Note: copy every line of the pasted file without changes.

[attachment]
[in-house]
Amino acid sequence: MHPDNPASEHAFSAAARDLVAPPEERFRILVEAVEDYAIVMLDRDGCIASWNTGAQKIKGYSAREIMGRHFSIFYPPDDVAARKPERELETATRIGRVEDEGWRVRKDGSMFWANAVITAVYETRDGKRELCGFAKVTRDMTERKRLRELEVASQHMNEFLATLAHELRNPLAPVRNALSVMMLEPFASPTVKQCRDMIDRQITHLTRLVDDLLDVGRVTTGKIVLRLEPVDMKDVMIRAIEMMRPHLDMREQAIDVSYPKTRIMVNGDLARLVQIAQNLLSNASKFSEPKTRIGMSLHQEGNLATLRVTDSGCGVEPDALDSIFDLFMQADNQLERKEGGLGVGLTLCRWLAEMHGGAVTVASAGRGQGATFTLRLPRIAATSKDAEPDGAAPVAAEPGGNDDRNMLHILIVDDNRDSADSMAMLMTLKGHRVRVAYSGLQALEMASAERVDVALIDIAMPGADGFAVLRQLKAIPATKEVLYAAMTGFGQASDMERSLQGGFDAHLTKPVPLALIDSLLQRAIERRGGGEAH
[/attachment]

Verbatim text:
[in-house]
Amino acid sequence: MHPDNPASEHAFSAAARDLVAPPEERFRILVEAVEDYAIVMLDRDGCIASWNTGAQKIKGYSAREIMGRHFSIFYPPDDVAARKPERELETATRIGRVEDEGWRVRKDGSMFWANAVITAVYETRDGKRELCGFAKVTRDMTERKRLRELEVASQHMNEFLATLAHELRNPLAPVRNALSVMMLEPFASPTVKQCRDMIDRQITHLTRLVDDLLDVGRVTTGKIVLRLEPVDMKDVMIRAIEMMRPHLDMREQAIDVSYPKTRIMVNGDLARLVQIAQNLLSNASKFSEPKTRIGMSLHQEGNLATLRVTDSGCGVEPDALDSIFDLFMQADNQLERKEGGLGVGLTLCRWLAEMHGGAVTVASAGRGQGATFTLRLPRIAATSKDAEPDGAAPVAAEPGGNDDRNMLHILIVDDNRDSADSMAMLMTLKGHRVRVAYSGLQALEMASAERVDVALIDIAMPGADGFAVLRQLKAIPATKEVLYAAMTGFGQASDMERSLQGGFDAHLTKPVPLALIDSLLQRAIERRGGGEAH